Photo: Mark Sorenson
We met up with several companies at the Log and Timber Home Show
in Denver and had them share their expertise on everything from SIPs and energy efficiency to financing your dream home. Check out their answers below:
Can you shed some light on Heavy Timber Truss & Frame's process to achieve an energy-efficient home?
Heavy Timber Truss and Frame is passionate about timber framing as well as energy efficiency. It all starts in our design process that includes virtually walking through a proposed design and seeing all the facets of the home, including the timber framing. The energy-efficient products and thicknesses are taken into consideration early in design. Typically, we first consider the flow of the floorplan. Then we move on to illustrating some really cool timber framing, and then we work on the exterior & interior elevations of the home. It all calls for a lot of conversation about the design, budget and how the new home will fit the land.
What are SIPs?
SIPs defined are Structural Insulated Panels. These laminated wall and roof systems not only offer excellent R-Values but also have very few seams, which limit air infiltration. These two factors create a very energy-efficient envelope. SIPs are panels as large as 8’ X 24’, which means large wall and roof areas can be covered quickly and with very few seams. There is significant planning involved because SIPs are pre-fabricated at the shop, including cutting out window and door rough openings as well as all wall and roof panels. This saves an enormous amount of installation labor on-site.
SIPs are perfect for creating hybrid homes so you can have a consistent envelope when there is the combination of timber framing in some areas of the home and SIPS alone creating other areas of the home. SIPs are a stand-alone product in that you don’t need timber framing to use SIPs in any area of the home.
Why should one consider using insulated concrete forms in their timber frame home?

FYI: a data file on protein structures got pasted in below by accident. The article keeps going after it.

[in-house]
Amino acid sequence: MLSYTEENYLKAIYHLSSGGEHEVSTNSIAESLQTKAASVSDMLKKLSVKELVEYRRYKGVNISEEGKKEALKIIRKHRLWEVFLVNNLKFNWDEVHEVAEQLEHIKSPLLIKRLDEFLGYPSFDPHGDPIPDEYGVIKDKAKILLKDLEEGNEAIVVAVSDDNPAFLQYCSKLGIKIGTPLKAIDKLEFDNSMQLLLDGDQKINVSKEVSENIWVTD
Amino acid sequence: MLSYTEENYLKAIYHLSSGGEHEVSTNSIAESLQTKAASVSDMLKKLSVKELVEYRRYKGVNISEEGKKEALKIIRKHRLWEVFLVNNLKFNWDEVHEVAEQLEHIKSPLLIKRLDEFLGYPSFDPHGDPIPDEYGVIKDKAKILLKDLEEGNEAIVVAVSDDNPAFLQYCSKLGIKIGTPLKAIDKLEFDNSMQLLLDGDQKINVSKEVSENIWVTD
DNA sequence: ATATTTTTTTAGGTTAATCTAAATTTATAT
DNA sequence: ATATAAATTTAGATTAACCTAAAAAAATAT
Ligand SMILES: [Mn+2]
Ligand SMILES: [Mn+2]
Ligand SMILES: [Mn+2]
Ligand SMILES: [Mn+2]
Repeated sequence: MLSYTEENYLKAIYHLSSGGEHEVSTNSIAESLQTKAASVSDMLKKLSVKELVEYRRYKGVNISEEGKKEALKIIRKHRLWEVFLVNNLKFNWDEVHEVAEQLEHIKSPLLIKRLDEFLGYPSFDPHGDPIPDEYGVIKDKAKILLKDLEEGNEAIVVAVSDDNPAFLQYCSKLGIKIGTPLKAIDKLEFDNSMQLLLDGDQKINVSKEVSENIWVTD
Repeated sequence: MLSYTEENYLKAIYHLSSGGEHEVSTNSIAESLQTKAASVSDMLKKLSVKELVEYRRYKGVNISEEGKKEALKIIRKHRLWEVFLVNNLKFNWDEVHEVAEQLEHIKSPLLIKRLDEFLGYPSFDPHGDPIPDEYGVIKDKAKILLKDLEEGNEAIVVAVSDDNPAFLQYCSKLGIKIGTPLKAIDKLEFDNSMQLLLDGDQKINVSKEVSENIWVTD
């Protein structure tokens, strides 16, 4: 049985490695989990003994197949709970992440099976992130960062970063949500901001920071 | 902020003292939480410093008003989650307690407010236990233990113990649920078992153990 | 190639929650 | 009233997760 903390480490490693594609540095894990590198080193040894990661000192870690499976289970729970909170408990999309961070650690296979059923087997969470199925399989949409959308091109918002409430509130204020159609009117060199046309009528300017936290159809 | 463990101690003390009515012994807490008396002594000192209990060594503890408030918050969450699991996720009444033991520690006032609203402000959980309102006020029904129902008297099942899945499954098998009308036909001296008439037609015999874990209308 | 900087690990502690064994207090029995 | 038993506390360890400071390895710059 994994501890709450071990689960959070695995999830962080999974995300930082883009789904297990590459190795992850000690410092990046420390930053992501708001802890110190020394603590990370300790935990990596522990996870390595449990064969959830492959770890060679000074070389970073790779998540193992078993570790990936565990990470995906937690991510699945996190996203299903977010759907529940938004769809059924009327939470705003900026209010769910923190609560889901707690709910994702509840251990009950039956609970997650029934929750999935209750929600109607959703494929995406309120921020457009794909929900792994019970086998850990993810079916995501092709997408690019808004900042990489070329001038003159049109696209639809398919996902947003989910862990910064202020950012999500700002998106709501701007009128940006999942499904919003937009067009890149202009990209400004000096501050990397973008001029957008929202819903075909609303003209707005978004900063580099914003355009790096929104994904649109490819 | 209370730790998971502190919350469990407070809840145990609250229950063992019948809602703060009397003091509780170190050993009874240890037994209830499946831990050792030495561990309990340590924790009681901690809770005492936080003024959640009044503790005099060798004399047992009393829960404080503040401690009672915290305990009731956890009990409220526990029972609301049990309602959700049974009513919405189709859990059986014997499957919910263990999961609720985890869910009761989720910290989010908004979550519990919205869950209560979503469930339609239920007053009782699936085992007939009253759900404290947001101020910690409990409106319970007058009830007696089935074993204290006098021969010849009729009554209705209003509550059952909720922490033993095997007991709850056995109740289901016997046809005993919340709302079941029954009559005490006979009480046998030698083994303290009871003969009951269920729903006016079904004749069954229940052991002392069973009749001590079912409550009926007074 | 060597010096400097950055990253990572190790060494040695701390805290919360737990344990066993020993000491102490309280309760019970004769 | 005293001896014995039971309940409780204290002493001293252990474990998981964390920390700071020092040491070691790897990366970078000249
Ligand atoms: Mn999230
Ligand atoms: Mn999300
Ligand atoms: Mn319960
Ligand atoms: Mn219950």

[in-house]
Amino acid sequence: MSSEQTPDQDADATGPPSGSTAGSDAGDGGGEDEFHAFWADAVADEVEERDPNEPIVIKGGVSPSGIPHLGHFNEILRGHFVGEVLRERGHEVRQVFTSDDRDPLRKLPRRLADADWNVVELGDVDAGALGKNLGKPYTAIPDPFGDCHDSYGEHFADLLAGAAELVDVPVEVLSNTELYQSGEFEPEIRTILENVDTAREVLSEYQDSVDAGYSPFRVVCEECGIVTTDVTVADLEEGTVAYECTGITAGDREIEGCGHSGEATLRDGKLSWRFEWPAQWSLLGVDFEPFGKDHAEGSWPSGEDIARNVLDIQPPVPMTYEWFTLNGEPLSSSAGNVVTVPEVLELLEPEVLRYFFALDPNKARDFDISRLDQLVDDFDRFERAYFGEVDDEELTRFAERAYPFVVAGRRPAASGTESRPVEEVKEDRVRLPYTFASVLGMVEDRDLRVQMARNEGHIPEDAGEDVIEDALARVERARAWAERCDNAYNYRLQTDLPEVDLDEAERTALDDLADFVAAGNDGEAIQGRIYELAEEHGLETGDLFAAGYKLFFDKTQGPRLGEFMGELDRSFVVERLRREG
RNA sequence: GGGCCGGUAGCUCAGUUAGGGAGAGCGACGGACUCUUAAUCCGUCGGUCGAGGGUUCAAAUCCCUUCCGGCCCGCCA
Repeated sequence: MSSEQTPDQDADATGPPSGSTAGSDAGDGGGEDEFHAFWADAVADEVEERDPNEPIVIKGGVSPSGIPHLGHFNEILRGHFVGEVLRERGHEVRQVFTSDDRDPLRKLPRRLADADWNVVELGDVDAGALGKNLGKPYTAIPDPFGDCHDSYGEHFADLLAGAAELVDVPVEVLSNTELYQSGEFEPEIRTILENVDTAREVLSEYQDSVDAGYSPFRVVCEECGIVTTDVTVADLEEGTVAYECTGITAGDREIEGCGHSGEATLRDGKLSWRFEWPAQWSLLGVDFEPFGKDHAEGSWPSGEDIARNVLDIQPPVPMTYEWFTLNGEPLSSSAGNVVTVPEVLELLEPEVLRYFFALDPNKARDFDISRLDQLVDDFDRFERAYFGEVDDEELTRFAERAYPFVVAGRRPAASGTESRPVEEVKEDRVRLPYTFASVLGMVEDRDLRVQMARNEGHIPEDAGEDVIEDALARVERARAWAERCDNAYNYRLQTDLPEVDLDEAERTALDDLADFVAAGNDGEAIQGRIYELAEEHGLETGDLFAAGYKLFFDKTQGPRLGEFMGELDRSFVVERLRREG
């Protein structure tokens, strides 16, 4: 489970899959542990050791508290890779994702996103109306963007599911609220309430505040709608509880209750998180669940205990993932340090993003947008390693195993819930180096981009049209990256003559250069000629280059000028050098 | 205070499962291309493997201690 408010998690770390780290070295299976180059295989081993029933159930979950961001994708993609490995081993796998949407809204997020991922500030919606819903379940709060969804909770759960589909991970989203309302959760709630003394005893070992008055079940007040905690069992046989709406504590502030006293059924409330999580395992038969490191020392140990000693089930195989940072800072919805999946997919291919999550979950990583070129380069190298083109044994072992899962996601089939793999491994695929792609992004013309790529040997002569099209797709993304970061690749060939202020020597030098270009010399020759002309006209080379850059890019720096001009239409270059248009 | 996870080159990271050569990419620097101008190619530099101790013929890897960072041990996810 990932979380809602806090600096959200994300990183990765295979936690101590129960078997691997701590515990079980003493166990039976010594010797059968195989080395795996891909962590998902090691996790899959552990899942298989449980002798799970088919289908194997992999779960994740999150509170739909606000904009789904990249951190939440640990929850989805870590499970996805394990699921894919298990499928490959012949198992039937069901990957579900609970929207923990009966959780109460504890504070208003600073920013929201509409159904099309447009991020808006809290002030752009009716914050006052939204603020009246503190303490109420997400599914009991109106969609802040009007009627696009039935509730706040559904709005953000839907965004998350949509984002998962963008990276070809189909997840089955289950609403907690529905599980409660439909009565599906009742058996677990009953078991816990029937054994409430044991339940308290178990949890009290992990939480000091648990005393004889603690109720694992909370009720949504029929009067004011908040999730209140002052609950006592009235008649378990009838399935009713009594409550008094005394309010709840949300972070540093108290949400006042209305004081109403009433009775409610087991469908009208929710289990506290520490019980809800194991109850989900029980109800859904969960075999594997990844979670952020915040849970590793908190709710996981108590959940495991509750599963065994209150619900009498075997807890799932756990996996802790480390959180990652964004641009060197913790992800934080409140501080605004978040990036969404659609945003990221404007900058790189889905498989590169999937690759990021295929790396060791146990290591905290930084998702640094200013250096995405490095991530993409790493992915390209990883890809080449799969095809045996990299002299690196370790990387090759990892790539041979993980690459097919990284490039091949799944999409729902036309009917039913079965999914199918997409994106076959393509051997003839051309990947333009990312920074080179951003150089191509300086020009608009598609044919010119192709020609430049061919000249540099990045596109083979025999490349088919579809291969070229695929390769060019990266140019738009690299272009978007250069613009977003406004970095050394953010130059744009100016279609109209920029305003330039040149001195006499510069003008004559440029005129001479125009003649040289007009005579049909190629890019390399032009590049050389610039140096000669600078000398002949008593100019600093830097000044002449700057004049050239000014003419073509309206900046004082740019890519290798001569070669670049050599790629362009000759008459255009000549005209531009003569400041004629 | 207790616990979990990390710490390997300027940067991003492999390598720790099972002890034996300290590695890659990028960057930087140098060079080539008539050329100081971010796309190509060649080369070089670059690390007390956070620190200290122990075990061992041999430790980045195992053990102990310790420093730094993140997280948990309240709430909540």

Insulated Concrete Forms (ICFs) are used for foundations as well as above-grade for walls and floor systems. The R-Value of ICFs surpass conventional foundation systems. When using SIPs for the walls and roof of a home, in combination with ICFs for the foundation, it creates a perfect, energy-efficient envelope from below grade up to the highest ridge beam. It is possible to achieve a high degree of accuracy in having level, square, plumb and spot-on dimensions when the ICFs are in place prior to locking everything in when the concrete is pumped into forms. Insulated Concrete Forms are also very owner-builder friendly.
What can people who attend your budget and finance presentation look forward to learning about?
The presentations at the shows will focus on what is required to do a construction loan and how they work. This includes down payment requirements, interest rates, closing costs, the draw process as well as important details of a project that should be discussed with the lender up front.
When trying to find the right lender, do you have any pro tips?
I recommend looking for a mortgage consultant that is experienced with construction financing. These loans are much more difficult to process than a purchase or refinance due to the addition of the project documents including getting the builder approved, obtaining plans, specs, cost to build and the contract. It is also important to insure the lender is experienced in log and timber frame financing. During the interviewing of the lender, the client should fully explain their project details to the best of their ability to make sure the lender can actually help them, including the type of home (log or timber frame), how large the lot is (how many acres), if it is zoned to be agricultural, and if they done any pre-start activity to the project, etc. Clients typically have many questions during the process and they will need an expert they can rely on.
What is one thing people always overlook when it comes to their log and timber frame budget?
The main thing that isn’t always thought about upfront is cost overruns. A builder provides the client with the cost to build the home but many times the client chooses items that exceed what is in the budget. If the cost exceeds the budget line item, the client will need to pay for the overage out of pocket. It’s a good practice for a client to have excess cash after closing just in case something like this occurs. Another solution is to build a contingency line item into the budget to cover any overages. This extra cost increases the overall project cost and the appraisal must support the higher value if the client is financing the project.
See also: Questions & Answers From Log Home Experts